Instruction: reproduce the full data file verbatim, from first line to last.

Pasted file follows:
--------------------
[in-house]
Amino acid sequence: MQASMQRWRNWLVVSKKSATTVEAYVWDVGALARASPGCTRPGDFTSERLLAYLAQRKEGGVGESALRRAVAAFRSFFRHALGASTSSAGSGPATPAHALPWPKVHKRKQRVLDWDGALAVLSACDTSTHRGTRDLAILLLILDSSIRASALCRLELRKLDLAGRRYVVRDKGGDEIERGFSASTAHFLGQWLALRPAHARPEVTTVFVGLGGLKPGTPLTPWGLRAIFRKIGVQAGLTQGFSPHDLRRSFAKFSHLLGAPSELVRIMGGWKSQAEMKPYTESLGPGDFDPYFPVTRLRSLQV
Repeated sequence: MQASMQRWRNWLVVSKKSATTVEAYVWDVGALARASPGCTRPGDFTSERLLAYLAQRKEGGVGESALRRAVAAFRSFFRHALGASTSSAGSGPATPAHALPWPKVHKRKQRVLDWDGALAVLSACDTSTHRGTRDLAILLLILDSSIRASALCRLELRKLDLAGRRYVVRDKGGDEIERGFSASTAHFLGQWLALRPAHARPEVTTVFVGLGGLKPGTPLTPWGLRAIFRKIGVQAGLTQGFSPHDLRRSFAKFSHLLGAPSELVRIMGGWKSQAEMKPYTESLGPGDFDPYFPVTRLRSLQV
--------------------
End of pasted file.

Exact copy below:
[in-house]
Amino acid sequence: MQASMQRWRNWLVVSKKSATTVEAYVWDVGALARASPGCTRPGDFTSERLLAYLAQRKEGGVGESALRRAVAAFRSFFRHALGASTSSAGSGPATPAHALPWPKVHKRKQRVLDWDGALAVLSACDTSTHRGTRDLAILLLILDSSIRASALCRLELRKLDLAGRRYVVRDKGGDEIERGFSASTAHFLGQWLALRPAHARPEVTTVFVGLGGLKPGTPLTPWGLRAIFRKIGVQAGLTQGFSPHDLRRSFAKFSHLLGAPSELVRIMGGWKSQAEMKPYTESLGPGDFDPYFPVTRLRSLQV
Repeated sequence: MQASMQRWRNWLVVSKKSATTVEAYVWDVGALARASPGCTRPGDFTSERLLAYLAQRKEGGVGESALRRAVAAFRSFFRHALGASTSSAGSGPATPAHALPWPKVHKRKQRVLDWDGALAVLSACDTSTHRGTRDLAILLLILDSSIRASALCRLELRKLDLAGRRYVVRDKGGDEIERGFSASTAHFLGQWLALRPAHARPEVTTVFVGLGGLKPGTPLTPWGLRAIFRKIGVQAGLTQGFSPHDLRRSFAKFSHLLGAPSELVRIMGGWKSQAEMKPYTESLGPGDFDPYFPVTRLRSLQV